'Genovese' Italian Largeleaf
Sweet Basil

"Here's a few flowers, but 'bout midnight, more;
The herbs that have on them cold dew o' the night
Are strewings fitt'st for graves."

by William Shakespeare

Genovese largeleaf or Italian sweet basil is the variety most commonly used for commercially dried herbs, for seed-extract of volatile oils, & for classic pesto, & very easy to grow at home from potted starts or from seed.

It's a vigorous annual with spikes of white flowers, not quite as decorative as the purple basils. so more barable to keep clipping for kitchen use rather than sparing the plant for its ornamental appearance.

BasilIt has a delightful fragrance when leaves are crushed or bruised or cut, & a splendid flavor to match whether used sparingly in green salads raw, or used in greater amounts cooked in just about anything one could wish to cook, & even used along with mint to flavor lemonaid, or as a tea.

Delicate in cold weather, it should be started indoors until the very last possibility of temperatures below forty degrees F. It will grow swiftest in summer when temperatures are in the 70s or 80s. It wants regular watering in well-draining soil whether in containers or the open garden, in full sun.

Maximize leaf production by clipping the flower spikes before the white blossoms open. But if you do let it flower, these are just as edible as the leaves, with a slightly sweeter taste thanks to presence of nectar.

In Catholic mythology, basil is the "herb of the holy communion" also known as St. Joseph's Wort, associated with the father of Jesus. It was additionally associated with St. John the Archbiship of Braga, who supported the Templars, for whom the herb was thought to be a source of mystical visions in the Templars' purported occult experiments, rituals in common with Masonic alchemists.

It was further identified with the Hospitalers of St. John of Jerusalem, as an healing herb essential to any Hospitalers' garden; & with St. Anthony of Padua the patron saint of healing. Basil would be a typical offering to the given saint's statue, or planted in a garden dedicated to the beseeched saint. Today the Shrine of St. Anthony of Padua boasts an extensive medicinal garden in which basil figures prominently.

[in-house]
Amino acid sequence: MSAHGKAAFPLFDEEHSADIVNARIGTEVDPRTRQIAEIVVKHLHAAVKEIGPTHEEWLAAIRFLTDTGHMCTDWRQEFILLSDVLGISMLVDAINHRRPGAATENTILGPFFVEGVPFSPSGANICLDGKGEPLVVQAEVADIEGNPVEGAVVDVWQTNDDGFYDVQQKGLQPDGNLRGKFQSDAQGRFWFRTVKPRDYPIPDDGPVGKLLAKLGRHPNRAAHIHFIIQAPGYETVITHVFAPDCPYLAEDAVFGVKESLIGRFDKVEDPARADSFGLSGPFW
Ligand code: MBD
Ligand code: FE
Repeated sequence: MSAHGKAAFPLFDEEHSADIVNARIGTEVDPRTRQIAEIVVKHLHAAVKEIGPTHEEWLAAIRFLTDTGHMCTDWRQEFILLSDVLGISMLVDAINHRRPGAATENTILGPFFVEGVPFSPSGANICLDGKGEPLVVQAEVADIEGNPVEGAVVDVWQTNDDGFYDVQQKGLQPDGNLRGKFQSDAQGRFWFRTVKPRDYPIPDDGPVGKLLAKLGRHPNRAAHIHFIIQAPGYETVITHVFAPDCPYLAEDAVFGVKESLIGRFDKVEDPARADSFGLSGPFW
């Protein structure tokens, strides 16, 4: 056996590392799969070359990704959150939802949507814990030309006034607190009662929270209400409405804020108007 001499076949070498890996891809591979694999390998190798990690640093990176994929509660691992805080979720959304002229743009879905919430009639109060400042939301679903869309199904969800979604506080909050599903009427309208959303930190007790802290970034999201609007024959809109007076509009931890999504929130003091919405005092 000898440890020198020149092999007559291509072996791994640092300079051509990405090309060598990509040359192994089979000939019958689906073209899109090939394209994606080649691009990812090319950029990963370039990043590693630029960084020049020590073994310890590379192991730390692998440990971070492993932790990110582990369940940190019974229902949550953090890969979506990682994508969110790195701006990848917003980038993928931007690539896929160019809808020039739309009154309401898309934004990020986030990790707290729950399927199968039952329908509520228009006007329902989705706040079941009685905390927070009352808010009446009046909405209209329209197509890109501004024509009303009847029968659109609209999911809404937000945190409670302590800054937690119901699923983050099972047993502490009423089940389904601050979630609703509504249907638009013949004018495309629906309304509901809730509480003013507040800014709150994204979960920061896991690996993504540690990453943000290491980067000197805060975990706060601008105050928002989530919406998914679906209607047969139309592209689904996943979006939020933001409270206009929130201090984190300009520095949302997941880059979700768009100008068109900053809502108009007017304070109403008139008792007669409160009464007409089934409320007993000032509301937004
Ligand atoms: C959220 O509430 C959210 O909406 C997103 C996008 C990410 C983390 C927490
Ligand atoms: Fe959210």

Further the herb was inevitably associated with St. Basil founder of Greek Orthodoxy. In his humbleness & poverty, he was said to have lived on small repasts of bread & water, except on holy holidays, when he would treat himself with herbal tea. For this reason he became the patron saint of .

The notion of basil's sacred nature may have been inherited from India, where the tulsi basil (Ocimum tenuiflorum) when depicted as a maiden Goddess Tulasi the Incomparable, a form of Laksmi as Goddess of Love, Faithfulness, & Sadness over the loss of loved ones. Tulasi was generally dressed in blue, which in Europe was the color associated with the Virgin Mary.

In Provence, basil was the Herb of Mary Mother of Sorrows, very similar to Tulasi. Because "basil" means "king," it was associated not merely with Mary, but with her son. Sweet basil was said to have first sprung from Mary's tears at the base of the Cross, or from drops of Jesus's blood, or from the tears of the women who gathered at the entrance of Christ's tomb.

But curiously just as many legends deplore it most irrationally, so that it became known among other names as the Witches' Herb. Galen of Pergamum, Pedanius Discorides the Greek physician, & Chrysippus of Soli all asserted it was deadly toxic, though it is not.

A desire to demonize basil was in part because of a mystic association with chthonic divinities. This lingered into Christian times as a belief that the herb was bad because of pagan associations.

Basil bore a direct connection to the constellation Scorpio sacred to the Virgin Huntress, & to Mars, & the meaning of "basil" is shifted to indicate the "basilisk," a venomous dragon that could kill by its gaze. The basilisk became associated in Catholic iconography with Protestant heresy, & images of St. George, or St. Michael, or other figures slaying a basilisk was meant to upraise persecution of Protestants as a holy obligation.

So the French physician Hilarius (as cited by Culpepper) alleged with no intent of hilarity that a long whiff of basil would induce a scorpion to hatch in the brain. Antonius Mizaldus with equally pokerfaced absurdity alleged that if sweet basil were laid upon a pile of dung to rot, it would transform into a nest of scorpions or asps.

Mythic symbols of this sort not only cause but control fearful things, so at the same time it was believed that basil could cure a poisonous bite or sting of hornet, scorpion, or snake.

Continue to:
'Spicy Globe' Small-leaf Basil

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